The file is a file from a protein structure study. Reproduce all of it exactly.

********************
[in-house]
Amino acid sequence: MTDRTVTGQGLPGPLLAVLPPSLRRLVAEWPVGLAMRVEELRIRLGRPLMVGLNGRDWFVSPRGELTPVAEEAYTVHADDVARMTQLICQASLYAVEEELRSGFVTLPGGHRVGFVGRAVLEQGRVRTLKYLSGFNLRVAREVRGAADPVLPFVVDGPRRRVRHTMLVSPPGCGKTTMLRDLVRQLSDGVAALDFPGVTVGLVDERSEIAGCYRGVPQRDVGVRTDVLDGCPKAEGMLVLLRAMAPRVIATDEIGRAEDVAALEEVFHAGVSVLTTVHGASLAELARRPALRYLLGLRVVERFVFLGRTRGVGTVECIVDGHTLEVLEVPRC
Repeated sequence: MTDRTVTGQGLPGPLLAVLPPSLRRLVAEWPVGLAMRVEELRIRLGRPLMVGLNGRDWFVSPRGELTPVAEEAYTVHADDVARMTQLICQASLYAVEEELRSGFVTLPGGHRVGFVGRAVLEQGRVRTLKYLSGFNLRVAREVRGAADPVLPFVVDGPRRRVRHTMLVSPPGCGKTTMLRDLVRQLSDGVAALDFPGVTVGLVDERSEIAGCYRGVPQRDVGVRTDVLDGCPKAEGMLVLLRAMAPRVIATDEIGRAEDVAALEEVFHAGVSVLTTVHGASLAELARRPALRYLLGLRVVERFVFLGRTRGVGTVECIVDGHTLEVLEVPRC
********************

[in-house]
Amino acid sequence: MTDRTVTGQGLPGPLLAVLPPSLRRLVAEWPVGLAMRVEELRIRLGRPLMVGLNGRDWFVSPRGELTPVAEEAYTVHADDVARMTQLICQASLYAVEEELRSGFVTLPGGHRVGFVGRAVLEQGRVRTLKYLSGFNLRVAREVRGAADPVLPFVVDGPRRRVRHTMLVSPPGCGKTTMLRDLVRQLSDGVAALDFPGVTVGLVDERSEIAGCYRGVPQRDVGVRTDVLDGCPKAEGMLVLLRAMAPRVIATDEIGRAEDVAALEEVFHAGVSVLTTVHGASLAELARRPALRYLLGLRVVERFVFLGRTRGVGTVECIVDGHTLEVLEVPRC
Repeated sequence: MTDRTVTGQGLPGPLLAVLPPSLRRLVAEWPVGLAMRVEELRIRLGRPLMVGLNGRDWFVSPRGELTPVAEEAYTVHADDVARMTQLICQASLYAVEEELRSGFVTLPGGHRVGFVGRAVLEQGRVRTLKYLSGFNLRVAREVRGAADPVLPFVVDGPRRRVRHTMLVSPPGCGKTTMLRDLVRQLSDGVAALDFPGVTVGLVDERSEIAGCYRGVPQRDVGVRTDVLDGCPKAEGMLVLLRAMAPRVIATDEIGRAEDVAALEEVFHAGVSVLTTVHGASLAELARRPALRYLLGLRVVERFVFLGRTRGVGTVECIVDGHTLEVLEVPRC